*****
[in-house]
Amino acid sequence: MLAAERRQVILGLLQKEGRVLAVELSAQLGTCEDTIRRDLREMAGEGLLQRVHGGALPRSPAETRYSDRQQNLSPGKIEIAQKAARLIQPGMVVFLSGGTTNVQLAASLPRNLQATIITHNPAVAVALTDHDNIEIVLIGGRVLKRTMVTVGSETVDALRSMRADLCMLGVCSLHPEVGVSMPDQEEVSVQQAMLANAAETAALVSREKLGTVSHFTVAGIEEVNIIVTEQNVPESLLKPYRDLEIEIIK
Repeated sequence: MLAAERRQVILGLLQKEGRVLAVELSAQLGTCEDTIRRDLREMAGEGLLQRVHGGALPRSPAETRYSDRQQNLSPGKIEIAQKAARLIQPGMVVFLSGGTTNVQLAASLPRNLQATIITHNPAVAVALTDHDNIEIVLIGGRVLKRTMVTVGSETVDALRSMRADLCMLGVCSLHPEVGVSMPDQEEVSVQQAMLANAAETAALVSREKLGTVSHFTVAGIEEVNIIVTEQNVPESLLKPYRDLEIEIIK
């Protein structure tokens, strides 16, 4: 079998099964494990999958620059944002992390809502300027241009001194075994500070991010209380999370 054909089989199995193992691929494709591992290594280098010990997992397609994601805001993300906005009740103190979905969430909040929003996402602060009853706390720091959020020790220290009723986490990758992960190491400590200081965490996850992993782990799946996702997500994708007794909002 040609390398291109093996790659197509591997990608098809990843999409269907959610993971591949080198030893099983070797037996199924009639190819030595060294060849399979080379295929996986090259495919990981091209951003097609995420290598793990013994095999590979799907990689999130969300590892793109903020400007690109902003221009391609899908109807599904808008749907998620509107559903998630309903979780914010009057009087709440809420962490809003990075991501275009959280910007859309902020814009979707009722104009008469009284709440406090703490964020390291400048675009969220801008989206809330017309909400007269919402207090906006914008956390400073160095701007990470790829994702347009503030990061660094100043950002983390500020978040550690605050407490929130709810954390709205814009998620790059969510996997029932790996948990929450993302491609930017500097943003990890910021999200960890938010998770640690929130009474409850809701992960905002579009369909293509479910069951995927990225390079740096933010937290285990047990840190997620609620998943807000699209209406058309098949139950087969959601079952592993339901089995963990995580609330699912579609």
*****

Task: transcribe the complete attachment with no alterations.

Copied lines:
[in-house]
Amino acid sequence: MLAAERRQVILGLLQKEGRVLAVELSAQLGTCEDTIRRDLREMAGEGLLQRVHGGALPRSPAETRYSDRQQNLSPGKIEIAQKAARLIQPGMVVFLSGGTTNVQLAASLPRNLQATIITHNPAVAVALTDHDNIEIVLIGGRVLKRTMVTVGSETVDALRSMRADLCMLGVCSLHPEVGVSMPDQEEVSVQQAMLANAAETAALVSREKLGTVSHFTVAGIEEVNIIVTEQNVPESLLKPYRDLEIEIIK
Repeated sequence: MLAAERRQVILGLLQKEGRVLAVELSAQLGTCEDTIRRDLREMAGEGLLQRVHGGALPRSPAETRYSDRQQNLSPGKIEIAQKAARLIQPGMVVFLSGGTTNVQLAASLPRNLQATIITHNPAVAVALTDHDNIEIVLIGGRVLKRTMVTVGSETVDALRSMRADLCMLGVCSLHPEVGVSMPDQEEVSVQQAMLANAAETAALVSREKLGTVSHFTVAGIEEVNIIVTEQNVPESLLKPYRDLEIEIIK
């Protein structure tokens, strides 16, 4: 079998099964494990999958620059944002992390809502300027241009001194075994500070991010209380999370 054909089989199995193992691929494709591992290594280098010990997992397609994601805001993300906005009740103190979905969430909040929003996402602060009853706390720091959020020790220290009723986490990758992960190491400590200081965490996850992993782990799946996702997500994708007794909002 040609390398291109093996790659197509591997990608098809990843999409269907959610993971591949080198030893099983070797037996199924009639190819030595060294060849399979080379295929996986090259495919990981091209951003097609995420290598793990013994095999590979799907990689999130969300590892793109903020400007690109902003221009391609899908109807599904808008749907998620509107559903998630309903979780914010009057009087709440809420962490809003990075991501275009959280910007859309902020814009979707009722104009008469009284709440406090703490964020390291400048675009969220801008989206809330017309909400007269919402207090906006914008956390400073160095701007990470790829994702347009503030990061660094100043950002983390500020978040550690605050407490929130709810954390709205814009998620790059969510996997029932790996948990929450993302491609930017500097943003990890910021999200960890938010998770640690929130009474409850809701992960905002579009369909293509479910069951995927990225390079740096933010937290285990047990840190997620609620998943807000699209209406058309098949139950087969959601079952592993339901089995963990995580609330699912579609």